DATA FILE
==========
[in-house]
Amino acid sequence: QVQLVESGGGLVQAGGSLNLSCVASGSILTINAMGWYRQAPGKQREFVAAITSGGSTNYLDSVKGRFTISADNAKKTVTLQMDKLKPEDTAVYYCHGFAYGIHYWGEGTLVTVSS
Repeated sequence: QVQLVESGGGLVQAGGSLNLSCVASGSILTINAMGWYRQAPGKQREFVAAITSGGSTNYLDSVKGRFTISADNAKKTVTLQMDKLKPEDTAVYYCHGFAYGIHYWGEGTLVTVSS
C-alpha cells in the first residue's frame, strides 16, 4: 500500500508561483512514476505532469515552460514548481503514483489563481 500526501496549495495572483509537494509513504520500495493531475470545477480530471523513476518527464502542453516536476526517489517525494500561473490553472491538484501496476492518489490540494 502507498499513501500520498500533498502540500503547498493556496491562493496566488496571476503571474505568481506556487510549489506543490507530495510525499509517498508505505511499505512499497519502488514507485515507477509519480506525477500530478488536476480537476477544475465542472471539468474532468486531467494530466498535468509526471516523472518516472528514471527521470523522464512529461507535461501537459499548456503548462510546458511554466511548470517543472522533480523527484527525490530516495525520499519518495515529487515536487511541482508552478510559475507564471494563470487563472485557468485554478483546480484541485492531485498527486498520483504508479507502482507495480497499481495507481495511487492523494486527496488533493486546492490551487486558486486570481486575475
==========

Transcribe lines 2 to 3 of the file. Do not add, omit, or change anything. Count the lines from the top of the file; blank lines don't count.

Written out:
Amino acid sequence: QVQLVESGGGLVQAGGSLNLSCVASGSILTINAMGWYRQAPGKQREFVAAITSGGSTNYLDSVKGRFTISADNAKKTVTLQMDKLKPEDTAVYYCHGFAYGIHYWGEGTLVTVSS
Repeated sequence: QVQLVESGGGLVQAGGSLNLSCVASGSILTINAMGWYRQAPGKQREFVAAITSGGSTNYLDSVKGRFTISADNAKKTVTLQMDKLKPEDTAVYYCHGFAYGIHYWGEGTLVTVSS